Ghana taps Transnet for rail renaissance plan
It’s all happening in Ghana’s Western Region. Multinationals are setting up shop in the picturesque seaside town of Takoradi, lured by rich oil and gas deposits
In addition to oil and gas, Ghana’s Takoradi is home to several major mining operations. Looked at from an industrial and infrastructure development perspective, the Western Region is abuzz and booming, according to Wilson Mogoba, a programme director at South African logistics company Transnet.
Mogoba is driving Transnet’s joint initiative with Ghana Railway to breath new life into a 66km stretch of railway line in the Western region between Takoradi and Tarkwa.
In mid-2019, the Ghanaian cabinet gave the go-ahead for the development of a petroleum hub in the Western Region.
This lines up with Ghana’s six-phase Railway Master Plan designed to revitalise the country’s existing railway network of under 1,000km and expanding it to more than 4,000km by 2048. Initial estimates place the investment value of Ghana’s rail revival scheme at $21bn.
Enter Transnet, the South African government-owned diversified logistics company. Transnet has freight rail, ports, port terminals, pipelines and engineering operating divisions. It is the continent’s biggest rail and port operator.
In a bid to diversify its revenue base, Transnet conducted a global scan on areas of potential interest about four years ago. “We would achieve that, in part, by expanding our geographic footprint. Ghana came up in the top 18 countries. Since then, we have been looking at Ghana in earnest,” says Mogoba.
“More than 60 years ago, [Ghana] had a railway network of close to 1,000km. Today, we step into an area where only 66km of that network exists. The attendant industries that would typically have existed to support the railway have all but disappeared in Ghana,” Mogoba adds. “[The Western line] holds tremendous potential for the transportation of freight, mostly serving the mining [and] agricultural sector[s]. It has a link all the way to Kumasi,” he says.
The line between Takoradi and Tarkwa is not long, but it serves a manganese mine.
In 2019, the mine exported about 5m tonnes of manganese ore through Takoradi. The railway only moved around 560,000tn. This is “a serious indictment on the state of [Ghana’s] rail infrastructure,” according to Mogoba. “Now, road transportation is not cheap. It’s not friendly to the roads. It causes traffic congestion and a whole host of [other] challenges,” explains Mogoba.
Crucially, Ghana Railway, the operating entity, is not doing well. “Through us injecting our technical and operational expertise, we see a transformation in [Ghana] Railway. That [could] lead to a company that becomes a net positive contributor to Ghana’s economy.”
A small piece with bigger prospects
Transnet has bigger ambitions. “The agreement puts us in a position to start reviving the Western line. We are looking at [it] in the context of an even bigger execution of the Railway Master Plan – that is why it is exciting for us. The agreement is a small piece of the Western line. The bigger prospects are the entire Western line and broader railway development in the country,” says Mogoba.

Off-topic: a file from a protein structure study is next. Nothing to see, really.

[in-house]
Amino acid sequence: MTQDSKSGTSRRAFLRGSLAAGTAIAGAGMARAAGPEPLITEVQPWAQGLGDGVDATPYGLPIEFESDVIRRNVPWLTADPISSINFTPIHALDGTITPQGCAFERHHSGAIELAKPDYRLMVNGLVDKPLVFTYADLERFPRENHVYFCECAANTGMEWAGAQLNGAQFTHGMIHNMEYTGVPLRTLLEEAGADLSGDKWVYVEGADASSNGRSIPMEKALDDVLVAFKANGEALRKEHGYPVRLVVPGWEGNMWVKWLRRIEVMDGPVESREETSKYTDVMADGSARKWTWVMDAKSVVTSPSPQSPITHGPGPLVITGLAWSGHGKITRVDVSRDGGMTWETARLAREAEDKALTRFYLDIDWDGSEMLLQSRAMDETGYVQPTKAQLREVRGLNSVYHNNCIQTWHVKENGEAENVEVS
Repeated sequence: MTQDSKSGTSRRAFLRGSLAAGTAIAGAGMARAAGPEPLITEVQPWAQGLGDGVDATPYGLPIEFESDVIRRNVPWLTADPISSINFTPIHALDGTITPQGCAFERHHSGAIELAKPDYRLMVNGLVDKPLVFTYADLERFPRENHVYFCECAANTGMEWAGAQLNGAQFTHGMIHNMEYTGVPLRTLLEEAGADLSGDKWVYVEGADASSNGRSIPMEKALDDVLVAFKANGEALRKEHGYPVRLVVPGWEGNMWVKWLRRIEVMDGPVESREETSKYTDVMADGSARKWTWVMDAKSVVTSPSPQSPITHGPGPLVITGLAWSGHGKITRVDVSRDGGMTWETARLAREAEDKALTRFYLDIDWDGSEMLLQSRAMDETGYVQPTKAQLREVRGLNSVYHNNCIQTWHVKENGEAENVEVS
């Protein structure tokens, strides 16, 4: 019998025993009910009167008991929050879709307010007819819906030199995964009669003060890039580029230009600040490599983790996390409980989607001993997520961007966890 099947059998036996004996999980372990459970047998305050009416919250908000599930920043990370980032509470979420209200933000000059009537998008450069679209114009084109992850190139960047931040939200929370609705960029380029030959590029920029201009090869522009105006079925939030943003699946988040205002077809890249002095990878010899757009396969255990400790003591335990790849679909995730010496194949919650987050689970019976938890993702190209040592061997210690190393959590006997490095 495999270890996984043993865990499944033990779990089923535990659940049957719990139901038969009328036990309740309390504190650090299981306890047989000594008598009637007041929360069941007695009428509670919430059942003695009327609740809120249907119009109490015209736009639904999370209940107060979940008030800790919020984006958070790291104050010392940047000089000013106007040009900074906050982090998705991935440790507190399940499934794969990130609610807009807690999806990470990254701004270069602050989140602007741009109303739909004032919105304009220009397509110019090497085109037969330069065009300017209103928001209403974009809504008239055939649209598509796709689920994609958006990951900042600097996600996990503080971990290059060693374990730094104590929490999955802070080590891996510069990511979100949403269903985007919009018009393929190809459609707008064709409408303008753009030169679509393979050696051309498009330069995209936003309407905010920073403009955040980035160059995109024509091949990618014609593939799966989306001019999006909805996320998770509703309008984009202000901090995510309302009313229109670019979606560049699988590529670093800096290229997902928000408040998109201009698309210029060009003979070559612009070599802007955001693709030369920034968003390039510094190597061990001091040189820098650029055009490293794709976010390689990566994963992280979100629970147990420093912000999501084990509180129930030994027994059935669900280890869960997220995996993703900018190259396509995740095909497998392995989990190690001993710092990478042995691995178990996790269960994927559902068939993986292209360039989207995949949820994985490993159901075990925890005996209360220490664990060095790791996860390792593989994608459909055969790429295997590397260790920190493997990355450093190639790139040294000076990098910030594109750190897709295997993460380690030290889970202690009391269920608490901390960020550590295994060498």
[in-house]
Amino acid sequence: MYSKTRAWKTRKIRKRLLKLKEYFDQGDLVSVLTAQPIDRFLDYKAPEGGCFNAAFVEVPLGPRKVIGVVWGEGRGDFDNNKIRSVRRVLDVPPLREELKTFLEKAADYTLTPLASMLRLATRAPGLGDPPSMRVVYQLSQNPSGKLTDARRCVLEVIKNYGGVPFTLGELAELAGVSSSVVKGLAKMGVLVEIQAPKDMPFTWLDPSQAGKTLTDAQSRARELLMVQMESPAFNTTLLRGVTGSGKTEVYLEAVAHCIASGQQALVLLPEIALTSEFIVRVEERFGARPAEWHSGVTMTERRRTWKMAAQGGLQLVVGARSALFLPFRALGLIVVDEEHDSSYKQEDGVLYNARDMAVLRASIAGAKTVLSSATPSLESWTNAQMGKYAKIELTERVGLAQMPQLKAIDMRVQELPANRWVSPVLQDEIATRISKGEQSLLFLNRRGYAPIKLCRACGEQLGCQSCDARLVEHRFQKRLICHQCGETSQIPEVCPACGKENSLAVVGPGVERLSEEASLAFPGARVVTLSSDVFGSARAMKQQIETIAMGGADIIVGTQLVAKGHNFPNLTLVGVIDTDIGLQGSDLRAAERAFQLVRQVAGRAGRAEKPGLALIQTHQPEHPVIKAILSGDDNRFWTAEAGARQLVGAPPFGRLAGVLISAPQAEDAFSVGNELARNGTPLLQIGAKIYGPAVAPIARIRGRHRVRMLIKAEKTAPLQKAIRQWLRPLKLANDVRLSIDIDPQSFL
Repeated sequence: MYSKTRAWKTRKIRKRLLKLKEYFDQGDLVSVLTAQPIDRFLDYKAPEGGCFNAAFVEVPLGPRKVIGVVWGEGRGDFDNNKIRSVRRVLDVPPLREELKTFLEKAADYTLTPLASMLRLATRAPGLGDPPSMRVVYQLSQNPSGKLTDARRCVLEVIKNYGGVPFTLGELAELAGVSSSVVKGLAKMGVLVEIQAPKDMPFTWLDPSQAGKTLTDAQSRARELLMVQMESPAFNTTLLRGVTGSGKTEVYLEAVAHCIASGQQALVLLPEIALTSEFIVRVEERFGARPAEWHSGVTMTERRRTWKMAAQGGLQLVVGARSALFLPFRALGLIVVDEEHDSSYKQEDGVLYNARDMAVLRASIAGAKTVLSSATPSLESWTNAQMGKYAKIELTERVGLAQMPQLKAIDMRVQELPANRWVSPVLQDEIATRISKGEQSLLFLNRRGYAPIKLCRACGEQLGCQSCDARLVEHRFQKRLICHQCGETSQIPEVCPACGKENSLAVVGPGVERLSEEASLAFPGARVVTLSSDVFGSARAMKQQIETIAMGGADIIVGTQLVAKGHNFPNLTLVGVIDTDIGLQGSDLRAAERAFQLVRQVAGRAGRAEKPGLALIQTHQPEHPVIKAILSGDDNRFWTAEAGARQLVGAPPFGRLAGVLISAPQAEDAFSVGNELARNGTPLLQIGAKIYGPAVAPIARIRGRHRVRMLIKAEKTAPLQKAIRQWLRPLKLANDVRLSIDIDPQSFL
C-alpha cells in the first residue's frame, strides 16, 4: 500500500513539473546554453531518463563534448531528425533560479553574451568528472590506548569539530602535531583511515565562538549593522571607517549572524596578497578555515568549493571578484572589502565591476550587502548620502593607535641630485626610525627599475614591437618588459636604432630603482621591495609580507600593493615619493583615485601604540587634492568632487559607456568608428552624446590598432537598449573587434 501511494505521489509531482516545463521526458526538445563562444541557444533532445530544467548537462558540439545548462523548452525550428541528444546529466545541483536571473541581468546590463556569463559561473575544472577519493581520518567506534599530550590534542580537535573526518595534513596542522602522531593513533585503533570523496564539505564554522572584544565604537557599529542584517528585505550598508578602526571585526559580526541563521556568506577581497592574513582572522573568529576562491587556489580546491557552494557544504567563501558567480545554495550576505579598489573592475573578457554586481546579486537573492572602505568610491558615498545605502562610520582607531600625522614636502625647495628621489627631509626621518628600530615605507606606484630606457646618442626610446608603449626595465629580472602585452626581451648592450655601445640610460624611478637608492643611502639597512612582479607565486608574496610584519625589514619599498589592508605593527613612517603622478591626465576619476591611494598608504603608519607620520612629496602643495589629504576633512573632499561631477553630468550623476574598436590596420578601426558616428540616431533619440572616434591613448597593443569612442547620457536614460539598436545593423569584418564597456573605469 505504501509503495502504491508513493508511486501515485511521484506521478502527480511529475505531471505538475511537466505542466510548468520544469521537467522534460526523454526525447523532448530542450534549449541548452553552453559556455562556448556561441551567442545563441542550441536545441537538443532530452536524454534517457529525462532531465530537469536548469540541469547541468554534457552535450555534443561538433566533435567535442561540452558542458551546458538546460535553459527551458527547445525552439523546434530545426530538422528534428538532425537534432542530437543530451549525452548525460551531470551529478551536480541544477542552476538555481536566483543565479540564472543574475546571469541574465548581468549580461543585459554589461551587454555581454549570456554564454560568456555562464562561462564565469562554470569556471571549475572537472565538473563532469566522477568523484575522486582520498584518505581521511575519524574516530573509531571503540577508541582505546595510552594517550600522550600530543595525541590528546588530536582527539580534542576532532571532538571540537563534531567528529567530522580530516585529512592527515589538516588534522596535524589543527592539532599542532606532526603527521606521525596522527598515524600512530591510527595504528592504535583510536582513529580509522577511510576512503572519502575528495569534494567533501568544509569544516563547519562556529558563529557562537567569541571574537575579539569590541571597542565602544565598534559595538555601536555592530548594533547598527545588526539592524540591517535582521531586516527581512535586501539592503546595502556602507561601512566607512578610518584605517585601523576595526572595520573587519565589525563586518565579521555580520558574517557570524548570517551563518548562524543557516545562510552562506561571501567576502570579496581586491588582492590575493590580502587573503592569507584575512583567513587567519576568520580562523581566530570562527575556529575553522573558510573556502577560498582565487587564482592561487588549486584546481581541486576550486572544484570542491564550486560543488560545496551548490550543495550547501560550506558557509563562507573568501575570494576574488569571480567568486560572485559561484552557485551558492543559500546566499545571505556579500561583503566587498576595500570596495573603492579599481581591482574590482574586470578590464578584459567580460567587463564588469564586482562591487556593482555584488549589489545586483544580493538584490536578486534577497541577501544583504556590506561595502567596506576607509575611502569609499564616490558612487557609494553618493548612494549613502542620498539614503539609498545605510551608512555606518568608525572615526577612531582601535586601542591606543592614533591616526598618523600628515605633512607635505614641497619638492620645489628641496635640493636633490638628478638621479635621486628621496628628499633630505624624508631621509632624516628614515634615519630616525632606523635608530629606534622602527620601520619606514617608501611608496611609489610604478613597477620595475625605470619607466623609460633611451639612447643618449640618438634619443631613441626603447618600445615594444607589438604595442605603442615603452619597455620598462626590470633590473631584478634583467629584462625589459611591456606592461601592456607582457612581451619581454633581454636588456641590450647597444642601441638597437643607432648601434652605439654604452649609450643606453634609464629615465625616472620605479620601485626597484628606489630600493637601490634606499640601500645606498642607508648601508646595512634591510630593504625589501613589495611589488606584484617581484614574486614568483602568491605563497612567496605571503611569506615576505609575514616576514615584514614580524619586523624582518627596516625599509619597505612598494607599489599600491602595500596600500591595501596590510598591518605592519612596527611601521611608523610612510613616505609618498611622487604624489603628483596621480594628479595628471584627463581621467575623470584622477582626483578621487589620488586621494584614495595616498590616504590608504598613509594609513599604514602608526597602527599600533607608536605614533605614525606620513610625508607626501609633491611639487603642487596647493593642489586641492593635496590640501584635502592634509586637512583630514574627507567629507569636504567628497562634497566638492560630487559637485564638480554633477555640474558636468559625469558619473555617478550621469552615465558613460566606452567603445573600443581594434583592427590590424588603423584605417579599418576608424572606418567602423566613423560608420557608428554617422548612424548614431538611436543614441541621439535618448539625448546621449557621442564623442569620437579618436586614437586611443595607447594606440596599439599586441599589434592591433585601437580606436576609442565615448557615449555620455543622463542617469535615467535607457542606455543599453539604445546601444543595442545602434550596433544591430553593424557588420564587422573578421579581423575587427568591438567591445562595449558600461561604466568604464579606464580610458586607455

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The deal is the culmination of years of discussions between Transnet and Ghana Railway.
The Ghanaians are keen to tap into Transnet’s operational expertise, he says. “They operate a railway that only runs about 500,000tn per annum. We [operate] a railway that runs well over 220m tonnes per annum. We are coming on board to up their game significantly,” says Mogoba. “Bauxite is [transported] entirely on the road. Cocoa, all of it is [transported] on the road. Take all this bulk cargo, put it on rail, and [suddenly] you begin to have a logistics value chain that works.
“The ticket size [of the joint Western Region project] might be deceptive once we’ve done the numbers. But the systemic impact on Ghana’s economy is significant,” according to Mogoba. Transnet and Ghana Railway are now finalising due diligence. Once completed, work will begin on the line to rehabilitate it and make it safe.
The urgency of the task at hand is highlighted by the fact that the line is in dire straits.
Derailments are a common occurrence – so are slow speeds. “We are going to send in our technical teams to work with the Ghanaian workforce as partners. We are going to do some work with our construction guys to fix the line and to maintain it,” says Mogoba. The work will start around March 2020 and will take between six and nine months.
An important aspect of the deal is that it has support from President Nana Akufo-Addo, minister of railways development Joe Ghartey and the railway administration. “Hopefully, all those elements will come together to make the journey of change that much more palatable,” Mogoba enthuses.